Decades later, Elvis still king at Nixon Presidential Library
Rock and roll icon Elvis Presley may have died 34 years ago today at age 42, but his legacy lives on to this day — at the Nixon Presidential Library and Museum in Yorba Linda, California.
The King didn’t just make waves in music and pop culture, he also had political impact. Pamla Eisenberg, an audio visual technician at the Nixon Library, said that the picture of Elvis meeting with then-President Richard Nixon in the Oval Office on December 21, 1970, shown above, is the most-requested photograph for reproduction and most popular exhibit in the museum itself.
“It’s one of those iconic moments from the middle to end of the 20th century that bridged ultra-conservatism with wild rock and roll,” Eisenberg said of the fascination the picture holds. “It’s one of those iconic images that speaks louder than itself. They say a picture is worth a thousand words, and this one certainly is…it’s so kitschy and so wild, like those Venus de Milo lamps with a clock in the middle. It defies analysis. It’s just a stellar moment.”
Nixon and Elvis were an unlikely coupling with an even more unlikely backstory leading up to their meeting.
Elvis initiated contact with the president, writing him a letter on American Airlines stationery, beginning, “First, I would like to introduce myself. I am Elvis Presley and admire you and have great respect for your office.” He went on to ask if he could help in the country’s war on drugs, and be credentialed as a federal agent.
“Sir I can and will be of any service that I can to help the country out,” he wrote.
Nixon’s aides scheduled him for a meeting in the Oval Office, and the two discussed the Beatles, the war on drugs and how Elvis may be able to reach kids with an anti-drug message, by “just singing,” as Elvis put it.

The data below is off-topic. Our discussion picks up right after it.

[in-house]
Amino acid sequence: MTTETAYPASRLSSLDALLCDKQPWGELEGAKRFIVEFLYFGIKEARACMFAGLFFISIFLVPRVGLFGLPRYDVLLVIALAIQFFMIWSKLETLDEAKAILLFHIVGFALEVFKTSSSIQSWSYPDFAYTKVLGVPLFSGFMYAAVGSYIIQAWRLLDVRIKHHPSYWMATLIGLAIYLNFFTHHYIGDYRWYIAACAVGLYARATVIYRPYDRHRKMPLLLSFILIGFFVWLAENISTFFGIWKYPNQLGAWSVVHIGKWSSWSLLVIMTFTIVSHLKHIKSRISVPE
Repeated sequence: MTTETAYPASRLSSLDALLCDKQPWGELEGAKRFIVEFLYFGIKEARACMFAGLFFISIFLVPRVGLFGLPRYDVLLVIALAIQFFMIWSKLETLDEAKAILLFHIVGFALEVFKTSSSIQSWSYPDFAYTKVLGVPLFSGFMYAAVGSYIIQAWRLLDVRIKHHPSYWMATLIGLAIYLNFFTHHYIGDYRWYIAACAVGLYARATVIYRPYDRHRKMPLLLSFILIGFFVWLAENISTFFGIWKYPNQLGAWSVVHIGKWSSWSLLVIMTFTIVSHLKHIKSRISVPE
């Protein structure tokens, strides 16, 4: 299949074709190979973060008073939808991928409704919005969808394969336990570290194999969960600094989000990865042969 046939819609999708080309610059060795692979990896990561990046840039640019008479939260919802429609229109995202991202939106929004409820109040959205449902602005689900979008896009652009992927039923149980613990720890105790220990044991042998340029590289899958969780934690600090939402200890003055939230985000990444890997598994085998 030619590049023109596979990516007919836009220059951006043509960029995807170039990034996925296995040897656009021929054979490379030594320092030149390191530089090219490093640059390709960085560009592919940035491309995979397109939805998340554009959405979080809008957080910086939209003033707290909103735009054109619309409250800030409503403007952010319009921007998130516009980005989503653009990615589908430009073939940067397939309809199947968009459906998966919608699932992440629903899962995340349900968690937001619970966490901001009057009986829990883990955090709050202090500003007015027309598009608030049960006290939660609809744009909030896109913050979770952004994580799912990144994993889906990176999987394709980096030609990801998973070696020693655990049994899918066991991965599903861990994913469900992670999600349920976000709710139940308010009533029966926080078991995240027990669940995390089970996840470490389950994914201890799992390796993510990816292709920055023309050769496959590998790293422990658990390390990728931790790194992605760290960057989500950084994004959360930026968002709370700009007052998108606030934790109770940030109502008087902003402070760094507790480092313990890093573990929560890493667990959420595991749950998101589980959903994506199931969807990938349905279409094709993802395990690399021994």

“Presley indicated to the President in a very emotional manner that he was ‘on your side’,” the White House record of the meeting reads. “He also mentioned that he was studying Communist brainwashing and drug culture for over ten years.”
Elvis gave the president a Colt 45 pistol and some Presley family photographs, and Elvis received a badge from the Bureau of Narcotics and Dangerous Drugs, but didn’t actually ever work with the White House.
The letters exchanged between Elvis and Nixon, as well as an extensive and downloadable collection of photographs and documents are available at the Nixon Library’s online exhibit “When Nixon Met Elvis.”
Eisenberg said that the Elvis paraphernalia at the museum is so popular that there is a life-size cutout of Elvis and the president to take pictures with in the lobby, and the gift shop offers several Elvis-related items, including a tube of chapstick with the famous photograph emblazoned on the tube.
Besides the contrast between ultra-conservative Nixon and the flamboyant rock star Elvis, Eisenberg had another explanation for the image’s popularity.
“Well, he was the King,” she said.
Image courtesy Richard Nixon Presidential Library and Museum.